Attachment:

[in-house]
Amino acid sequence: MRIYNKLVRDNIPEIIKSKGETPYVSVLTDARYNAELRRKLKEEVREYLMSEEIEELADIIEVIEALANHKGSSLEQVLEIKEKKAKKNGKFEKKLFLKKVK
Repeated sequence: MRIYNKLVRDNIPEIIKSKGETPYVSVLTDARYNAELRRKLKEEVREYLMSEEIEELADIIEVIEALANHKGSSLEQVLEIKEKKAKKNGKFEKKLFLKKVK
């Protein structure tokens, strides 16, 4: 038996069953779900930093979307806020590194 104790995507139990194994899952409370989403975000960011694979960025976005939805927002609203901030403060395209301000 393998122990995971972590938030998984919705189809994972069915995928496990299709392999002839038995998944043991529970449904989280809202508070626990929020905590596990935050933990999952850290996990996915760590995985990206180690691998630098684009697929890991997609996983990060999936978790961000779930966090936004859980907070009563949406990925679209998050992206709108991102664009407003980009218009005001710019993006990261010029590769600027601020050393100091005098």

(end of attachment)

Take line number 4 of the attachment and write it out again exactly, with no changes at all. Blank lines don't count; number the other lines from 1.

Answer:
């Protein structure tokens, strides 16, 4: 038996069953779900930093979307806020590194 104790995507139990194994899952409370989403975000960011694979960025976005939805927002609203901030403060395209301000 393998122990995971972590938030998984919705189809994972069915995928496990299709392999002839038995998944043991529970449904989280809202508070626990929020905590596990935050933990999952850290996990996915760590995985990206180690691998630098684009697929890991997609996983990060999936978790961000779930966090936004859980907070009563949406990925679209998050992206709108991102664009407003980009218009005001710019993006990261010029590769600027601020050393100091005098």